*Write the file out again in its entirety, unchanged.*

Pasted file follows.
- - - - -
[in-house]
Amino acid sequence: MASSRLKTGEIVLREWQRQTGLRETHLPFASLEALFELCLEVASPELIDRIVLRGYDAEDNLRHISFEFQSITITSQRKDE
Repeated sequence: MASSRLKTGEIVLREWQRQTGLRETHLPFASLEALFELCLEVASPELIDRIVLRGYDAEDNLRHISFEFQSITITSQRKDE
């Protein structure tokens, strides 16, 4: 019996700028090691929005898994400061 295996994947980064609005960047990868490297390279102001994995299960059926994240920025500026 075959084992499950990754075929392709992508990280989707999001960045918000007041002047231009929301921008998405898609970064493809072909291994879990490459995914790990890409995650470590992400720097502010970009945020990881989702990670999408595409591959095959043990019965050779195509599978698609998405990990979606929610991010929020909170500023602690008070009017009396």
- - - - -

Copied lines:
[in-house]
Amino acid sequence: MASSRLKTGEIVLREWQRQTGLRETHLPFASLEALFELCLEVASPELIDRIVLRGYDAEDNLRHISFEFQSITITSQRKDE
Repeated sequence: MASSRLKTGEIVLREWQRQTGLRETHLPFASLEALFELCLEVASPELIDRIVLRGYDAEDNLRHISFEFQSITITSQRKDE
């Protein structure tokens, strides 16, 4: 019996700028090691929005898994400061 295996994947980064609005960047990868490297390279102001994995299960059926994240920025500026 075959084992499950990754075929392709992508990280989707999001960045918000007041002047231009929301921008998405898609970064493809072909291994879990490459995914790990890409995650470590992400720097502010970009945020990881989702990670999408595409591959095959043990019965050779195509599978698609998405990990979606929610991010929020909170500023602690008070009017009396």